Art is never done, just abandoned.
One of two things will determine whether or not you’ve just completed your final draft:
Ideas are never finished. You can play with them until the end of time, but eventually, you will need to move on from them.
I’ve had countless projects I’ve had to let go out the door, finished or not, solely because the deadline came knocking.
Most of us get it in our head that we’re only allowed to show the finished, polished, complete thing. We also think the only thing we’re ever shown or sold is also complete. Most of the art and books and shows you consume are done to the point of “good enough” at deadline. Nothing is ever perfect; every idea has room to evolve and grow. We only think they are perfect because we rarely see the first draft.
When do you have a final draft? Whenever you think your work is 80% done.
Trust me; you’ll want to come back to it later and make it something else later. Your imperfections are someone else’s jumping-off point.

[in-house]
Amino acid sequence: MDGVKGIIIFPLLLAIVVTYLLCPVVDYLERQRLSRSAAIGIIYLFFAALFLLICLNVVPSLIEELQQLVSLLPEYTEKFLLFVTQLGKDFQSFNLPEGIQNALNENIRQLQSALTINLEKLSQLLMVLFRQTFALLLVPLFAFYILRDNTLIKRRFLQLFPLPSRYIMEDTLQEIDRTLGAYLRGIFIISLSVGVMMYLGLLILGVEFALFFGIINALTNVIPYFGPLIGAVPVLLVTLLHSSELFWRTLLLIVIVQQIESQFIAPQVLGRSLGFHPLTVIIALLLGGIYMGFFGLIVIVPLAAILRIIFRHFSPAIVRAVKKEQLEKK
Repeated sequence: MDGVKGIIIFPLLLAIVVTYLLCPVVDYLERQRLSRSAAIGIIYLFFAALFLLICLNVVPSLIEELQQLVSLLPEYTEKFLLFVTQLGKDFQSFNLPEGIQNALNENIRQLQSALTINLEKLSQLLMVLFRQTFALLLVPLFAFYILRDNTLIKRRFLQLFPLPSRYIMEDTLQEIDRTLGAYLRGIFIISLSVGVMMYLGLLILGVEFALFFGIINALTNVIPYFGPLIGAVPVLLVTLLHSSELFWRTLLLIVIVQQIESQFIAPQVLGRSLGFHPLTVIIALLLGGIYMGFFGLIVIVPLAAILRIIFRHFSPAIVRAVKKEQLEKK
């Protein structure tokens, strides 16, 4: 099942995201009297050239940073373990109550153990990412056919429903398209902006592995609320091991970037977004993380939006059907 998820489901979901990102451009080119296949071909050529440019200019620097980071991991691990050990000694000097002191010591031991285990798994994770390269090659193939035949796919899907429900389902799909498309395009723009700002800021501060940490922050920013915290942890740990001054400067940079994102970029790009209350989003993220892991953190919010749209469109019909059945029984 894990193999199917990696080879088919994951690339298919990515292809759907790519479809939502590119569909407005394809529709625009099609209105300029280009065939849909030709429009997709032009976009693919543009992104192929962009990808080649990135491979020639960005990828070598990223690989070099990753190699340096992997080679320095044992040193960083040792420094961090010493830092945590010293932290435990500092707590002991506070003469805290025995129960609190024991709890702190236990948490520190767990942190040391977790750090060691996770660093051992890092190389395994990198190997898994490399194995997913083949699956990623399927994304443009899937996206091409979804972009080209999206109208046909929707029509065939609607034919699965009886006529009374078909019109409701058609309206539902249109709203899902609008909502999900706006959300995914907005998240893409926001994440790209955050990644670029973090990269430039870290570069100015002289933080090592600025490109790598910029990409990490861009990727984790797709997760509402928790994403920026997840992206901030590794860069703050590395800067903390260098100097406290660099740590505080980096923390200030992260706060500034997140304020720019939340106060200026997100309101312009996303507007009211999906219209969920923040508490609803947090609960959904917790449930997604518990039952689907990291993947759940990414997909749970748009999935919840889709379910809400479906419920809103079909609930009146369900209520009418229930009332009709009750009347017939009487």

You can tell something is “done” when you show it to someone, and they can tell you what they think. Can they have a thought or opinion on your work? Yes? Then you’re done enough. Then you build from there.
Sometimes the fifth draft is better than the ninth. Call the fifth your “final” and let the world have it.
Sometimes you have a project that you can’t bear to look at or think about. I’ve written countless stories just to get them out of my mind and into the ether, so my mind is free enough to move on to something else.
The final draft gets the edit—the grammar and spelling check. The final draft gets a bit of rewriting to tighten sentences and make your idea ring clear as a bell. You will find plenty more about grammar in Module 4.